Katy Dickinson has been around the tech-block. Hired by Eric Schmidt at Sun Microsystems, she literally wrote the book on the software development lifecycle that Sun used for release of almost 10,000 releases. She is a technologist, entrepreneur, mentor, and writer.
In our conversation Katy talks about her work as a technologist on creating processes:
A process has to not assume that you have world-class people working on it. A process assumes that that not everybody — while they are good-intentioned and competent — [is] perfect. You have to have a system that allows for lack of perfection but can work if you have the best that there is.
and the futility of only having excellent coders:
A good coder is a wonderful thing to have but you have to create something that the customer wants and feels comfortable with. Good coding and user experience are sometimes at odds.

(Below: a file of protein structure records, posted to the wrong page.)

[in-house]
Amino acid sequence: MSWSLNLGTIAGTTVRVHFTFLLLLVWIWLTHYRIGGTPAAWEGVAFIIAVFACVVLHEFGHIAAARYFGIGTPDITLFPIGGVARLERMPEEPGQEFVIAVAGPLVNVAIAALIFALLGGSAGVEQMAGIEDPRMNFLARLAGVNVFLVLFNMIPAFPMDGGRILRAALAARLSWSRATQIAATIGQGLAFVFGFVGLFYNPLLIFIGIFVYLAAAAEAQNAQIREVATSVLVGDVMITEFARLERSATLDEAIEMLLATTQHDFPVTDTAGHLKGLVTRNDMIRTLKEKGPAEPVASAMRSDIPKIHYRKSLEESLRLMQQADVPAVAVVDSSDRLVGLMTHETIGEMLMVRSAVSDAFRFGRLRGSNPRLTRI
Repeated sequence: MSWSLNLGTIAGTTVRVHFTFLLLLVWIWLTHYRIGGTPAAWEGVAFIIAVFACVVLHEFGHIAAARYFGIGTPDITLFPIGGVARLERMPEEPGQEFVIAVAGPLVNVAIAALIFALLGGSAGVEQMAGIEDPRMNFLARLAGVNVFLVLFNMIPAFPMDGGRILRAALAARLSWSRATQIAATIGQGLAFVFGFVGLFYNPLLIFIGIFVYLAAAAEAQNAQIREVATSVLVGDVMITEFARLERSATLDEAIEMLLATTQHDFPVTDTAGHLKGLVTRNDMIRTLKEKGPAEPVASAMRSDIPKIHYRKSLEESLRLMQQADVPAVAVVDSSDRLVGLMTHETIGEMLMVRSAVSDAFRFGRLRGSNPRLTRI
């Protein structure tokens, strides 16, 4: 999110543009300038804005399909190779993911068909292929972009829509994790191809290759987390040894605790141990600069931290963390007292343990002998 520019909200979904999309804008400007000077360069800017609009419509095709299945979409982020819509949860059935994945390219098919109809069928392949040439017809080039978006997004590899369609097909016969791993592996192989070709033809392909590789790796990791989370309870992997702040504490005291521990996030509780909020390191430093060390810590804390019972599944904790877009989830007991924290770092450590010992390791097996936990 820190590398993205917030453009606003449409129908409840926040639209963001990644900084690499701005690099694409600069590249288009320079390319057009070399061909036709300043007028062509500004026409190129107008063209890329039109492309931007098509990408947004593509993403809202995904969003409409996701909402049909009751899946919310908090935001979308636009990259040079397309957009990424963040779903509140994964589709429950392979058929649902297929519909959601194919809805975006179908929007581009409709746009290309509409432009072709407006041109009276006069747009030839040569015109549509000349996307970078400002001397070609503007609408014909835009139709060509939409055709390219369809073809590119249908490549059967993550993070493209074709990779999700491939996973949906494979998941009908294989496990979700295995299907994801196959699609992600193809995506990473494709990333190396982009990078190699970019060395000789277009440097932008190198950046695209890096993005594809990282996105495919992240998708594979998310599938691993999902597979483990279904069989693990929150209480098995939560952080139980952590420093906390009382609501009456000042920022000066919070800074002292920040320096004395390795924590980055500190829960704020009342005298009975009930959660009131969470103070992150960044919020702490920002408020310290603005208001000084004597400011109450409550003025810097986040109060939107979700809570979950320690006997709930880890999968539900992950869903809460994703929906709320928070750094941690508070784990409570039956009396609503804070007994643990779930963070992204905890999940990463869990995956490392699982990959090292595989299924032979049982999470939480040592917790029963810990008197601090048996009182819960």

But we spend the most of our conversation talking about mentoring programs that deliver high return-on-investment, and the intersection of religion and technology.
On the importance of example and networking provided by the Grace Hopper Celebration:
While they may be the only women in the room – which has certainly been my experience in 30+ years in the Silicon Valley – there are a lot of rooms.
- The Grace Hopper Celebration: Largest Gathering of Women Technologists in the World
- The Incredible Shrinking Pipeline by Tracy Camp, which analyzes trends in women in technology
- Katy’s Blog
- Mentoring Standard, which has helped designed mentoring programs for the US State Department and includes helpful material to get started, including 9 Questions Before Starting a Mentoring Program
- Unlocking the Clubhouse: Women in Computing by Jane Margolis and Allan Fisher